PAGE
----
CAMP
12:30 - 13:30 Lunch
CAMP
13:30 - 16:30 Long break for HW and Team Study
CAMP
16:30 - 17:30 Exercise session
CAMP
TimeSpeaker/ Title/ Abstract/ VODLocation
09:00 - 09:30 Breakfast
CAMP
09:30 - 10:30 1st lecture Games Mathematicians Play
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We consider a variety of Paul-Carole games. In one, Paul selects on each round a vector v (under various restrictions) and Carole must add or subtract it from a position vector P, initially 0, with the object of keeping P close to the origin. Here Carole represents an On-Line algorithm and Paul represents Worst Case analysis. Another class are Liar Games. Carole is thinking of a number x ∈ {1, …, n} and Paul may ask q questions. Carole is allowed to lie, though at most k times. Further restrictions might be placed on the nature of the allowable lie. While these games are fully deterministic, the analysis involves consideration of random play by Carole. Thus, we regard these methods as part of the Probabilistic Method as developed by Paul Erdős. Random play leads to a weight function which leads to a good deterministic strategy for Carole and, somewhat surprisingly, a good strategy for Paul as well.
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CAMP
11:15 - 12:15 2nd lecture Needles in Exponential Haystacks
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The Lovász Local Lemma allows us to show the existence of an object that has no “bad" properties, when the bad properties are “mostly" independent. We give an algorithmic proof, based on the breakthrough ideas of Robin Moser. Six Standard Deviations Suffice was a result of this lecturers, that a two coloring may be found with low discrepancy. We give an algorithmic proof, due to Lovett and Meka, that reaches the coloring with a restricted Brownian motion. In both cases, a random choice would only have exponentially small chance of succeeding.
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CAMP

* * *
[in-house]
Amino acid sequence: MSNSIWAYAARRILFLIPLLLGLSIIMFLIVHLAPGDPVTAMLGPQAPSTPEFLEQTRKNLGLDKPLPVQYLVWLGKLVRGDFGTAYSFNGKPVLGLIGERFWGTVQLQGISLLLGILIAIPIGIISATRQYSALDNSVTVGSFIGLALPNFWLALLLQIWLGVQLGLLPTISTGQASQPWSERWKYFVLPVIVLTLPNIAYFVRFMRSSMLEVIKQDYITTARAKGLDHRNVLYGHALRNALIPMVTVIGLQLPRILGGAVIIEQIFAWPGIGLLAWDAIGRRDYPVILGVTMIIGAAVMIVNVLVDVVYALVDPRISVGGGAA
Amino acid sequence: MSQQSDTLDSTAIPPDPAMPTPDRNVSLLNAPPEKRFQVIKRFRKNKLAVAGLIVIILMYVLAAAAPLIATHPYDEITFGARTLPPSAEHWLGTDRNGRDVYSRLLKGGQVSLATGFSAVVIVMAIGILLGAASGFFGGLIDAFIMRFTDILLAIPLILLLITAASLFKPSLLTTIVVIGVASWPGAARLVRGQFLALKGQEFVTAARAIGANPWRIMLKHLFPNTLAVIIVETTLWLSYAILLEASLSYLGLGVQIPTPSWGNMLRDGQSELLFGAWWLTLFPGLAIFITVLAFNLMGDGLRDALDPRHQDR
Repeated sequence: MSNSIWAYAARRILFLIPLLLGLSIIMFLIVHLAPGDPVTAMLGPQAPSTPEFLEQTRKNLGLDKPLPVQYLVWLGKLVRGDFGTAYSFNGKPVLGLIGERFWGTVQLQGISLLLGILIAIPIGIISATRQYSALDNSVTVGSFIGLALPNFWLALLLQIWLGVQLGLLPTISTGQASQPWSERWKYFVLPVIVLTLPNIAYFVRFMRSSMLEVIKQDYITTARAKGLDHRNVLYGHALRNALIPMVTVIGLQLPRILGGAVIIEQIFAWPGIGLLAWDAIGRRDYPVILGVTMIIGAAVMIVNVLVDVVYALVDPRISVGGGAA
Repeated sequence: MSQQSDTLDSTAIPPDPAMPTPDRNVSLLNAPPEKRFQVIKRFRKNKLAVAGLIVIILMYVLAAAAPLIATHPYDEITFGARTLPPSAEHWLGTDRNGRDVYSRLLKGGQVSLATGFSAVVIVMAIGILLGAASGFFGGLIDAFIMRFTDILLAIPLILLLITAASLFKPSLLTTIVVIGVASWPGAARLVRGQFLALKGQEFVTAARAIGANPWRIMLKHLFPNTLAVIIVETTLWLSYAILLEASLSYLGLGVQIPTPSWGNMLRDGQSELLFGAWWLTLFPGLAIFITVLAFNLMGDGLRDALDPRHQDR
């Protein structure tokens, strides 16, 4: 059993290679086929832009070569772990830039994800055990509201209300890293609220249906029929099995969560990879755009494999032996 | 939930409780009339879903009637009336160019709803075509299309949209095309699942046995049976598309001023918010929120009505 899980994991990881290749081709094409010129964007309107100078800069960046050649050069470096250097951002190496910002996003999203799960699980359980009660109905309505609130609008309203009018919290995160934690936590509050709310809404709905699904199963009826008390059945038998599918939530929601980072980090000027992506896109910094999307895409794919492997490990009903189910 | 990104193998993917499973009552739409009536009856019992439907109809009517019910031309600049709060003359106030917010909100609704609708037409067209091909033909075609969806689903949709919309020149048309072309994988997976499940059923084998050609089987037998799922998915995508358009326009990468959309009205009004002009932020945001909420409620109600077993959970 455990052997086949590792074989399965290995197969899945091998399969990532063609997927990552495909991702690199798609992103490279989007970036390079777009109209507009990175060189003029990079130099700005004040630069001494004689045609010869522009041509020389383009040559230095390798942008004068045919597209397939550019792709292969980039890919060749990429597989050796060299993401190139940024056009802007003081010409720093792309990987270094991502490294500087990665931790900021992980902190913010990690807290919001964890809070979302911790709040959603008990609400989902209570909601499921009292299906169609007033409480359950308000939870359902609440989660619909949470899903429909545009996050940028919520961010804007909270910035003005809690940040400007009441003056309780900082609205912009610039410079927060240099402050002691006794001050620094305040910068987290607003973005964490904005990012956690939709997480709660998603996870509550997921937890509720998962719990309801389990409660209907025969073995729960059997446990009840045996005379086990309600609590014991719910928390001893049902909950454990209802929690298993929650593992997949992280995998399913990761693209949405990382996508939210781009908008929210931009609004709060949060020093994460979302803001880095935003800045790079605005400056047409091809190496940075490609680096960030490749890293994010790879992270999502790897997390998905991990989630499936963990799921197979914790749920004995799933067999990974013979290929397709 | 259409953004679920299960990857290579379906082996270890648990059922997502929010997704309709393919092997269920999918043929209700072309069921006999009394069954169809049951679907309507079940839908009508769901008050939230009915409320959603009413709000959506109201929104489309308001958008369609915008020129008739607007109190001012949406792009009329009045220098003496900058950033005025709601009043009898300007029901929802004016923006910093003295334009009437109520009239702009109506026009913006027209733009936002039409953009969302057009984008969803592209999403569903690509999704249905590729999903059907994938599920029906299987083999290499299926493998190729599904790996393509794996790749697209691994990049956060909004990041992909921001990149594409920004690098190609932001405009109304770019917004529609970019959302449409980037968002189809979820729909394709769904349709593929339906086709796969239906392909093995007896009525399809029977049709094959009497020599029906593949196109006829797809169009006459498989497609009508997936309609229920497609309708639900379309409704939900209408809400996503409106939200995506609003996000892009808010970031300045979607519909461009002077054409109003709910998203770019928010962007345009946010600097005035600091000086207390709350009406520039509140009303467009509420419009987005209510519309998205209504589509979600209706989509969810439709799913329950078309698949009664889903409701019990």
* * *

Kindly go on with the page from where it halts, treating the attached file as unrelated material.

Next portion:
12:30 - 13:30 Lunch
CAMP
13:30 - 16:30 Long break for HW and Team Study
CAMP
16:30 - 17:30 Exercise session
CAMP
TimeSpeaker/ Title/ Abstract/ VODLocation
09:00 - 09:30 Breakfast
CAMP
09:30 - 10:30 1st lecture Zero-One Laws
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We examine the random graph $G(n,p)$ from the viewpoint of First Order Logic. The Ehrenfeucht Game, intriguing in its own right, provides a bridge between combinatorics and logic. Fagin and Glebskii et. al. show that for any fixed $p$ and any first order property $A$, $\Pr[A]$ approaches zero or one as $n$ approaches $\infty$. Shelah and the speaker showed that this holds when $p=n^{-\alpha}$ and $\alpha$ is irrational. We describe the Game, give the Fagin/Glebskii argument and outline the Shelah/Spencer argument.
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CAMP
11:15 - 12:15 2nd lecture Gems
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John Conway once said, “Its a thing that non-mathematicians don’t realize. Mathematics is actually an esthetic subject almost entirely." We give a highly personal selection of esthetically pleasing uses of probabilistic methods. These are arguments that we feel are close to what Paul Erdős called the Book proof.
CAMP
12:30 - 13:30 Lunch
CAMP
13:30 - 15:00 Long break for HW and Team Study
CAMP
15:00 - 16:00 Exercise session
CAMP